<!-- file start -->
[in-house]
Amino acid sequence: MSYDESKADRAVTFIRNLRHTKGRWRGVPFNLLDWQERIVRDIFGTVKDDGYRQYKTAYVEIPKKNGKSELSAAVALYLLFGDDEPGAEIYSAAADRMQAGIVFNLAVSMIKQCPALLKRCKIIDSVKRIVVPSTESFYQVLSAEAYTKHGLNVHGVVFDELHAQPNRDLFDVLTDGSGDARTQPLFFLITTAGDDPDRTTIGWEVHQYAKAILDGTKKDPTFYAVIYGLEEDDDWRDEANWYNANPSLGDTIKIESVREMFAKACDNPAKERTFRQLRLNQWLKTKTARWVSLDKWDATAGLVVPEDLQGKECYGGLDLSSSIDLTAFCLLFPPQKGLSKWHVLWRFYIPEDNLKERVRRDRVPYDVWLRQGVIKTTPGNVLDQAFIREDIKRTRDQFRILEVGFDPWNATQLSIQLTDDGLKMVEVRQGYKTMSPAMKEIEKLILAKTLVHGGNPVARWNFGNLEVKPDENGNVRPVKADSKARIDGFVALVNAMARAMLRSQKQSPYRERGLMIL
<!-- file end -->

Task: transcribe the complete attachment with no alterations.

[in-house]
Amino acid sequence: MSYDESKADRAVTFIRNLRHTKGRWRGVPFNLLDWQERIVRDIFGTVKDDGYRQYKTAYVEIPKKNGKSELSAAVALYLLFGDDEPGAEIYSAAADRMQAGIVFNLAVSMIKQCPALLKRCKIIDSVKRIVVPSTESFYQVLSAEAYTKHGLNVHGVVFDELHAQPNRDLFDVLTDGSGDARTQPLFFLITTAGDDPDRTTIGWEVHQYAKAILDGTKKDPTFYAVIYGLEEDDDWRDEANWYNANPSLGDTIKIESVREMFAKACDNPAKERTFRQLRLNQWLKTKTARWVSLDKWDATAGLVVPEDLQGKECYGGLDLSSSIDLTAFCLLFPPQKGLSKWHVLWRFYIPEDNLKERVRRDRVPYDVWLRQGVIKTTPGNVLDQAFIREDIKRTRDQFRILEVGFDPWNATQLSIQLTDDGLKMVEVRQGYKTMSPAMKEIEKLILAKTLVHGGNPVARWNFGNLEVKPDENGNVRPVKADSKARIDGFVALVNAMARAMLRSQKQSPYRERGLMIL